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One-Legged Napoleonic General Found Underneath Russian Dance Floor

Ian Harvey
Gudin next to his skeleton. Getty Images
Gudin next to his skeleton. Getty Images

Charles Etienne Cesar Gudin, a Napoleonic general who spent his last days one-legged, went to the same military school as Napoleon and was generally believed to have been one of his favorite generals. His name is one of those inscribed on the Arc de Triomphe in Paris, enshrined as a hero of the French Revolution and Napoleonic Wars.

He met his end in 1812, at the age of 44, after being hit by a cannonball during the Battle of Valutino, when Napoleon’s forces were fighting in Russia. As a result of his injury, he had to have one of his legs amputated. The wound developed gangrene, and he succumbed three days later. Afterwards, his heart was returned to France but the rest of his body was left behind.

Gudin Napoleon

Charles Etienne Cesar Gudin

According to the UK publication Telegraph, however, his final resting place has been discovered. In July a team of archaeologists from both France and Russia found a one-legged skeleton while conducting a dig in Smolensk, some 250 miles west of Moscow. DNA tests proved that the skeleton belonged to Gudin.

Smolensk, Russia

Smolensk, Russia

Researchers were hunting for his remains, guided by the memoir of Louis-Nicholas Davout, one of Napoleon’s great Marshals. Davout was responsible for organizing Gudin’s funeral and had described the location. He said that Gudin was laid to rest in a mausoleum made of four cannon barrels that were pointed up. The research team then used other records and eyewitness accounts from the funeral to guide them to the place that held Gudin’s remains, which was under a dance floor in what is now a city park.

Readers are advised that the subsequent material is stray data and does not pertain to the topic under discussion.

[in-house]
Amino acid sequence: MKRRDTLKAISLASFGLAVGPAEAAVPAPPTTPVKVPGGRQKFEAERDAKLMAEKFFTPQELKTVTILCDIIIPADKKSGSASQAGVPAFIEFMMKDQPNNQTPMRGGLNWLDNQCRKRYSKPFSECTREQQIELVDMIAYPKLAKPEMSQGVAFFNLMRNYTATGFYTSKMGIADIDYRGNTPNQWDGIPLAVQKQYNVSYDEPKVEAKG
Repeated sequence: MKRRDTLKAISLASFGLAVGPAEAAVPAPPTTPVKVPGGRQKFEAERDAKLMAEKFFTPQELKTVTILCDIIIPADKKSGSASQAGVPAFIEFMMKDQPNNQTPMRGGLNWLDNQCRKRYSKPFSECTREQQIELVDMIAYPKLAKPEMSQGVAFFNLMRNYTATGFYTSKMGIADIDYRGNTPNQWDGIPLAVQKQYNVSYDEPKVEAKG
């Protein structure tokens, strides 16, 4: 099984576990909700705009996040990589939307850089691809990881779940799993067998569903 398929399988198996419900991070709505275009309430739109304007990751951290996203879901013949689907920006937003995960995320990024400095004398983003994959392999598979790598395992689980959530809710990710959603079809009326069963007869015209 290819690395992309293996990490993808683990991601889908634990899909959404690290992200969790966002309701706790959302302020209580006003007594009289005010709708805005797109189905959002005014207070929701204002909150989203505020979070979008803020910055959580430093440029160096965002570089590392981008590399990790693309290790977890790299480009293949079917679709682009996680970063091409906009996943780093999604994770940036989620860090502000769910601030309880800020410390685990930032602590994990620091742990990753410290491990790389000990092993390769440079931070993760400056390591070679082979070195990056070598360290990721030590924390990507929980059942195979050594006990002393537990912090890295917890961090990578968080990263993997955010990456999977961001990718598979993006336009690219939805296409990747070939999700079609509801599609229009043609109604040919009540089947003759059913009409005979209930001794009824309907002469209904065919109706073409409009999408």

Gudin skeleton

The one-legged skeleton of Napoleonic General Gudin. Photo: DENIS MAXIMOV/AFP via Getty Images

The search for the remains of the one-legged Napoleonic general began in May and was led by historian Pierre Malinowski. When his team found the skeleton, Malinowski was pretty confident that it was Gudin’s, but in order to be certain, he carried away some teeth and part of a femur. These fragments were used to conduct a DNA analysis and the results were compared against DNA from his brother and sister, who were buried in a family crypt in France. The analysis conclusively confirmed Gudin’s identity; Malinowski said that there is a 100% certainty.

Gudin skeleton

Archaeologists work at the site of the burial place of French General Charles Etienne Gudin in Smolensk. (Photo: DENIS MAXIMOV/AFP via Getty Images)

In addition to the fact that his heirs can now have the remains sent back to France and are hoping to have a state funeral, the find is also remarkable because Gudin is the first general from that period of time whose remains have been found. Even with the resources they had, the team still felt the discovery was a lucky one, given everything that was going on in Russia in 1812 and also given that they were able to find usable DNA in the remains.

Napoleon 1812 Russia

Napoleon retreats from Russia.

Malinowski said that Russian president, Vladimir Putin, had taken an interest in the search and had even offered to have the remains flown back to France. The President of France has also been paying attention to the case.

Alberic D’Orleans is one of the General’s direct heirs and is reported to be thrilled with the news. When he heard of the confirmation, he immediately called for a burial at the Invalides in Paris, where Napoleon’s mausoleum is located as well as those of other prominent French Military leaders. He was reported as saying that Gudin deserved a national tribute for standing up to the Prussians during the Battle of Auerstadt in which Napoleon defeated Frederick William III.

The Battle of Valutino, where Gudin had his injury, was part of Napoleon’s campaign in Russia. According to Malinowski, the battle could have been a decisive one for Napoleon if he hadn’t underestimated the Russian forces.

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Ultimately, the French were forced to retreat from Russia due to a combination of Russian scorched-earth tactics, retreats which drew the French deeper and deeper into Russia, and the bitter winter weather. By the time Napoleon was able to extricate himself and his armies, battle and starvation left him with fewer than 10% of the fighting men he arrived with.